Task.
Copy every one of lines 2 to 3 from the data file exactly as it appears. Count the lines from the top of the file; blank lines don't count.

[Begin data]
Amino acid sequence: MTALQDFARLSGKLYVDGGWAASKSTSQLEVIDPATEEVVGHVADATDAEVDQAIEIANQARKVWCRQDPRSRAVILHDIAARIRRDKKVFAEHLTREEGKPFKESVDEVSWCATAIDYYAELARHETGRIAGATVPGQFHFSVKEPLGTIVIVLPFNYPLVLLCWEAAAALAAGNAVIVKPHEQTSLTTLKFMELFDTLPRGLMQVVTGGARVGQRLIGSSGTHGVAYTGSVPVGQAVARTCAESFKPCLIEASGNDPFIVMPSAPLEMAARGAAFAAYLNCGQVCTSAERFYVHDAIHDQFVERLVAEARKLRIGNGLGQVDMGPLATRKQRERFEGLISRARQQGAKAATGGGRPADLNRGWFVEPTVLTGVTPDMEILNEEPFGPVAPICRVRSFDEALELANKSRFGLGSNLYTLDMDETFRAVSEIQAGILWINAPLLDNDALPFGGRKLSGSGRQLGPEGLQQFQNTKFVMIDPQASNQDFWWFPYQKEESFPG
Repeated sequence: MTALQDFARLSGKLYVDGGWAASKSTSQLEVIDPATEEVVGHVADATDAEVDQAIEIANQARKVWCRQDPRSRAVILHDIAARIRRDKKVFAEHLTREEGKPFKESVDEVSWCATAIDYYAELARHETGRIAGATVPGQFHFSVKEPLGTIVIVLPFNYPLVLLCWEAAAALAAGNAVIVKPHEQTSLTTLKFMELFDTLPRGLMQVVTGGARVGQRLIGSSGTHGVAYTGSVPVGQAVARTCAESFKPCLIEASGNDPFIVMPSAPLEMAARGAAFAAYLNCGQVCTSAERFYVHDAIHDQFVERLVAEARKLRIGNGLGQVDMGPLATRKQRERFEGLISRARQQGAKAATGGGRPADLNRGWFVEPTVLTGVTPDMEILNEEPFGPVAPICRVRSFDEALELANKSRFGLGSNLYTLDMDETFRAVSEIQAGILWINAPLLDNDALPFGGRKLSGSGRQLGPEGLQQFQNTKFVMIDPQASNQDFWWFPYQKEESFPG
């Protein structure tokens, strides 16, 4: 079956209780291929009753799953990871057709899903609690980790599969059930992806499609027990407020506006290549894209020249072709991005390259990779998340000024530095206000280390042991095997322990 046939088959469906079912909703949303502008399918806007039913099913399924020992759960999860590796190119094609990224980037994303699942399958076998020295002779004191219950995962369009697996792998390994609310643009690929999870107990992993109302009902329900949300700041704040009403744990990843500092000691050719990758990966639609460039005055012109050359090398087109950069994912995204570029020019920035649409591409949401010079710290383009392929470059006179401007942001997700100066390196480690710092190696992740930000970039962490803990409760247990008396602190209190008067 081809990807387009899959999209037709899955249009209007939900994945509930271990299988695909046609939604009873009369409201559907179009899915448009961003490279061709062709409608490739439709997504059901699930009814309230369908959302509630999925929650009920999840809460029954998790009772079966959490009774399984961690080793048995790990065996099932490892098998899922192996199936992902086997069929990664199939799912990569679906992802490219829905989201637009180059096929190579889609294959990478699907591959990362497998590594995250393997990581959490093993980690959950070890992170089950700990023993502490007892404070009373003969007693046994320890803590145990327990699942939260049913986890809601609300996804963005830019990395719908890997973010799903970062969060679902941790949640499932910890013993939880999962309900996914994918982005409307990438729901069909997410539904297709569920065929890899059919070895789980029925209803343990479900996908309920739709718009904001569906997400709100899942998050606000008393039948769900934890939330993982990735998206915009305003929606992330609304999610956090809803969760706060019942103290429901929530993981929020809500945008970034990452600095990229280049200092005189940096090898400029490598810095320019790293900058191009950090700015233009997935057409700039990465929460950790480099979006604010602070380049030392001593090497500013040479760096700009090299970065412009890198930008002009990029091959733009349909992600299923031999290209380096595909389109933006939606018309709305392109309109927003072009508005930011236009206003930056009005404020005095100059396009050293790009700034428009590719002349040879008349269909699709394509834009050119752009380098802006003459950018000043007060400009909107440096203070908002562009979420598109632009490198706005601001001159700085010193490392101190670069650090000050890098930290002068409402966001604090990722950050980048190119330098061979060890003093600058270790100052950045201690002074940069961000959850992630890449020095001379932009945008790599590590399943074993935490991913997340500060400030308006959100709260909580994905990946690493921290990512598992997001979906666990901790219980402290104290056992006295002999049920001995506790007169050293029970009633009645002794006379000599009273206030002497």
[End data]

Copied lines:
Repeated sequence: MTALQDFARLSGKLYVDGGWAASKSTSQLEVIDPATEEVVGHVADATDAEVDQAIEIANQARKVWCRQDPRSRAVILHDIAARIRRDKKVFAEHLTREEGKPFKESVDEVSWCATAIDYYAELARHETGRIAGATVPGQFHFSVKEPLGTIVIVLPFNYPLVLLCWEAAAALAAGNAVIVKPHEQTSLTTLKFMELFDTLPRGLMQVVTGGARVGQRLIGSSGTHGVAYTGSVPVGQAVARTCAESFKPCLIEASGNDPFIVMPSAPLEMAARGAAFAAYLNCGQVCTSAERFYVHDAIHDQFVERLVAEARKLRIGNGLGQVDMGPLATRKQRERFEGLISRARQQGAKAATGGGRPADLNRGWFVEPTVLTGVTPDMEILNEEPFGPVAPICRVRSFDEALELANKSRFGLGSNLYTLDMDETFRAVSEIQAGILWINAPLLDNDALPFGGRKLSGSGRQLGPEGLQQFQNTKFVMIDPQASNQDFWWFPYQKEESFPG
């Protein structure tokens, strides 16, 4: 079956209780291929009753799953990871057709899903609690980790599969059930992806499609027990407020506006290549894209020249072709991005390259990779998340000024530095206000280390042991095997322990 046939088959469906079912909703949303502008399918806007039913099913399924020992759960999860590796190119094609990224980037994303699942399958076998020295002779004191219950995962369009697996792998390994609310643009690929999870107990992993109302009902329900949300700041704040009403744990990843500092000691050719990758990966639609460039005055012109050359090398087109950069994912995204570029020019920035649409591409949401010079710290383009392929470059006179401007942001997700100066390196480690710092190696992740930000970039962490803990409760247990008396602190209190008067 081809990807387009899959999209037709899955249009209007939900994945509930271990299988695909046609939604009873009369409201559907179009899915448009961003490279061709062709409608490739439709997504059901699930009814309230369908959302509630999925929650009920999840809460029954998790009772079966959490009774399984961690080793048995790990065996099932490892098998899922192996199936992902086997069929990664199939799912990569679906992802490219829905989201637009180059096929190579889609294959990478699907591959990362497998590594995250393997990581959490093993980690959950070890992170089950700990023993502490007892404070009373003969007693046994320890803590145990327990699942939260049913986890809601609300996804963005830019990395719908890997973010799903970062969060679902941790949640499932910890013993939880999962309900996914994918982005409307990438729901069909997410539904297709569920065929890899059919070895789980029925209803343990479900996908309920739709718009904001569906997400709100899942998050606000008393039948769900934890939330993982990735998206915009305003929606992330609304999610956090809803969760706060019942103290429901929530993981929020809500945008970034990452600095990229280049200092005189940096090898400029490598810095320019790293900058191009950090700015233009997935057409700039990465929460950790480099979006604010602070380049030392001593090497500013040479760096700009090299970065412009890198930008002009990029091959733009349909992600299923031999290209380096595909389109933006939606018309709305392109309109927003072009508005930011236009206003930056009005404020005095100059396009050293790009700034428009590719002349040879008349269909699709394509834009050119752009380098802006003459950018000043007060400009909107440096203070908002562009979420598109632009490198706005601001001159700085010193490392101190670069650090000050890098930290002068409402966001604090990722950050980048190119330098061979060890003093600058270790100052950045201690002074940069961000959850992630890449020095001379932009945008790599590590399943074993935490991913997340500060400030308006959100709260909580994905990946690493921290990512598992997001979906666990901790219980402290104290056992006295002999049920001995506790007169050293029970009633009645002794006379000599009273206030002497």